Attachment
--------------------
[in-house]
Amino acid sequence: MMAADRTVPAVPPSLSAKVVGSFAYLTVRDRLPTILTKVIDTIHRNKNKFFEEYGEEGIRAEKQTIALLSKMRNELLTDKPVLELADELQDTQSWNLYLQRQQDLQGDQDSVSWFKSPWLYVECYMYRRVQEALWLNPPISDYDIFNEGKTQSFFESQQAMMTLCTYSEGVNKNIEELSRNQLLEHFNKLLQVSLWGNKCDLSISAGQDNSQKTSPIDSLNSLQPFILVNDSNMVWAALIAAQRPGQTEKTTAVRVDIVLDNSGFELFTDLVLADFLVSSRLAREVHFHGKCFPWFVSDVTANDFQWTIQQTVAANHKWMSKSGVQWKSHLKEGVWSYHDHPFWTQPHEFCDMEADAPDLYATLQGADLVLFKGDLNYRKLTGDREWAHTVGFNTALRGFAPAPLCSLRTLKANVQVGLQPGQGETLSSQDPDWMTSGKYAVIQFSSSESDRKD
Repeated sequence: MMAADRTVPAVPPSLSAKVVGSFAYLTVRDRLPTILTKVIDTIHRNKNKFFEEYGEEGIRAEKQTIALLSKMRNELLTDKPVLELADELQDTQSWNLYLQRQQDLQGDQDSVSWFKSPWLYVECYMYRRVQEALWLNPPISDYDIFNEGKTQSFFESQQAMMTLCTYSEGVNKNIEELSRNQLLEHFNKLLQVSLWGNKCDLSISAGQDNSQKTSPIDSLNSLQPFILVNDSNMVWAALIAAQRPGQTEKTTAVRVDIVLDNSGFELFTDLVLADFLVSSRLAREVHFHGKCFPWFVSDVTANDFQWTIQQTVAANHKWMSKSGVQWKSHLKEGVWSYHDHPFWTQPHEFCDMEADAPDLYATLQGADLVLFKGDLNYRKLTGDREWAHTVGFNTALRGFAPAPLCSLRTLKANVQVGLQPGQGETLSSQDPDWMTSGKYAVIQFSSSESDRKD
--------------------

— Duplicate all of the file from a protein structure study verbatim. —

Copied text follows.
[in-house]
Amino acid sequence: MMAADRTVPAVPPSLSAKVVGSFAYLTVRDRLPTILTKVIDTIHRNKNKFFEEYGEEGIRAEKQTIALLSKMRNELLTDKPVLELADELQDTQSWNLYLQRQQDLQGDQDSVSWFKSPWLYVECYMYRRVQEALWLNPPISDYDIFNEGKTQSFFESQQAMMTLCTYSEGVNKNIEELSRNQLLEHFNKLLQVSLWGNKCDLSISAGQDNSQKTSPIDSLNSLQPFILVNDSNMVWAALIAAQRPGQTEKTTAVRVDIVLDNSGFELFTDLVLADFLVSSRLAREVHFHGKCFPWFVSDVTANDFQWTIQQTVAANHKWMSKSGVQWKSHLKEGVWSYHDHPFWTQPHEFCDMEADAPDLYATLQGADLVLFKGDLNYRKLTGDREWAHTVGFNTALRGFAPAPLCSLRTLKANVQVGLQPGQGETLSSQDPDWMTSGKYAVIQFSSSESDRKD
Repeated sequence: MMAADRTVPAVPPSLSAKVVGSFAYLTVRDRLPTILTKVIDTIHRNKNKFFEEYGEEGIRAEKQTIALLSKMRNELLTDKPVLELADELQDTQSWNLYLQRQQDLQGDQDSVSWFKSPWLYVECYMYRRVQEALWLNPPISDYDIFNEGKTQSFFESQQAMMTLCTYSEGVNKNIEELSRNQLLEHFNKLLQVSLWGNKCDLSISAGQDNSQKTSPIDSLNSLQPFILVNDSNMVWAALIAAQRPGQTEKTTAVRVDIVLDNSGFELFTDLVLADFLVSSRLAREVHFHGKCFPWFVSDVTANDFQWTIQQTVAANHKWMSKSGVQWKSHLKEGVWSYHDHPFWTQPHEFCDMEADAPDLYATLQGADLVLFKGDLNYRKLTGDREWAHTVGFNTALRGFAPAPLCSLRTLKANVQVGLQPGQGETLSSQDPDWMTSGKYAVIQFSSSESDRKD